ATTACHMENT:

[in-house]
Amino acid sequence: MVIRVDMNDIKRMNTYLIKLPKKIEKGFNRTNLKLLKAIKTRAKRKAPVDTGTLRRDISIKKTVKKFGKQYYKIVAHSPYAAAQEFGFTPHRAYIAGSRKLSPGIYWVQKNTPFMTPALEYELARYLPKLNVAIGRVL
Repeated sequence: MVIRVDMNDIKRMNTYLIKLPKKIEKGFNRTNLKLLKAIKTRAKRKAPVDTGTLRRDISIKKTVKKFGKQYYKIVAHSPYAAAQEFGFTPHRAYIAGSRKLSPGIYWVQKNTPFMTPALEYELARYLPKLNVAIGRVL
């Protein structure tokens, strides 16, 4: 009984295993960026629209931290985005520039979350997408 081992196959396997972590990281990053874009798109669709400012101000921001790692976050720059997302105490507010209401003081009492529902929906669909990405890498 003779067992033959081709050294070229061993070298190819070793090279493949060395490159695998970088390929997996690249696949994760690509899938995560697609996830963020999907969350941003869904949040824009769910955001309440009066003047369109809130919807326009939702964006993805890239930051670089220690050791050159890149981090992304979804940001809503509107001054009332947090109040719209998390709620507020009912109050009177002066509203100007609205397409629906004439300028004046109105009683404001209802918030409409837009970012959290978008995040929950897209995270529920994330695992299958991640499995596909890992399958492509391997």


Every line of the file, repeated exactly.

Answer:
[in-house]
Amino acid sequence: MVIRVDMNDIKRMNTYLIKLPKKIEKGFNRTNLKLLKAIKTRAKRKAPVDTGTLRRDISIKKTVKKFGKQYYKIVAHSPYAAAQEFGFTPHRAYIAGSRKLSPGIYWVQKNTPFMTPALEYELARYLPKLNVAIGRVL
Repeated sequence: MVIRVDMNDIKRMNTYLIKLPKKIEKGFNRTNLKLLKAIKTRAKRKAPVDTGTLRRDISIKKTVKKFGKQYYKIVAHSPYAAAQEFGFTPHRAYIAGSRKLSPGIYWVQKNTPFMTPALEYELARYLPKLNVAIGRVL
């Protein structure tokens, strides 16, 4: 009984295993960026629209931290985005520039979350997408 081992196959396997972590990281990053874009798109669709400012101000921001790692976050720059997302105490507010209401003081009492529902929906669909990405890498 003779067992033959081709050294070229061993070298190819070793090279493949060395490159695998970088390929997996690249696949994760690509899938995560697609996830963020999907969350941003869904949040824009769910955001309440009066003047369109809130919807326009939702964006993805890239930051670089220690050791050159890149981090992304979804940001809503509107001054009332947090109040719209998390709620507020009912109050009177002066509203100007609205397409629906004439300028004046109105009683404001209802918030409409837009970012959290978008995040929950897209995270529920994330695992299958991640499995596909890992399958492509391997």